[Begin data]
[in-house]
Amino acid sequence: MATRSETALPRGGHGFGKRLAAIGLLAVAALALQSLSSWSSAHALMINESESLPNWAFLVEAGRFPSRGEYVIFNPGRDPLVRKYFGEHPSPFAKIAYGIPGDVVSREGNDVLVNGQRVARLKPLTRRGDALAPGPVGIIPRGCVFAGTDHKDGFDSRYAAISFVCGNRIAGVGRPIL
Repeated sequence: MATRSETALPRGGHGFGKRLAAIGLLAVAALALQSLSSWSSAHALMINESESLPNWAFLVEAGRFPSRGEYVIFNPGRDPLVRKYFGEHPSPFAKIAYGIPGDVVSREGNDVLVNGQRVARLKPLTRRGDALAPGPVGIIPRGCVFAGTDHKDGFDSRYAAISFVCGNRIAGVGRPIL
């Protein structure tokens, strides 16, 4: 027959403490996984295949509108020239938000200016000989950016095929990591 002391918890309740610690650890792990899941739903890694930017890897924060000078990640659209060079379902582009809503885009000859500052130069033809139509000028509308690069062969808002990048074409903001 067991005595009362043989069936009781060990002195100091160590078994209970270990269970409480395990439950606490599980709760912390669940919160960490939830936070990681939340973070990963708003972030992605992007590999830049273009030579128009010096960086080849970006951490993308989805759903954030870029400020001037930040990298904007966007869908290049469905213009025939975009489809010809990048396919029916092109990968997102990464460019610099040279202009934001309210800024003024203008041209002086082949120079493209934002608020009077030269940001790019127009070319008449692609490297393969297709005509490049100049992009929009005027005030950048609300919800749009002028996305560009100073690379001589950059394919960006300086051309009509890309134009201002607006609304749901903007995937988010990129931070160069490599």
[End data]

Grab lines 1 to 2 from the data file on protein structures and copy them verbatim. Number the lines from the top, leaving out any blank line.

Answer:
[in-house]
Amino acid sequence: MATRSETALPRGGHGFGKRLAAIGLLAVAALALQSLSSWSSAHALMINESESLPNWAFLVEAGRFPSRGEYVIFNPGRDPLVRKYFGEHPSPFAKIAYGIPGDVVSREGNDVLVNGQRVARLKPLTRRGDALAPGPVGIIPRGCVFAGTDHKDGFDSRYAAISFVCGNRIAGVGRPIL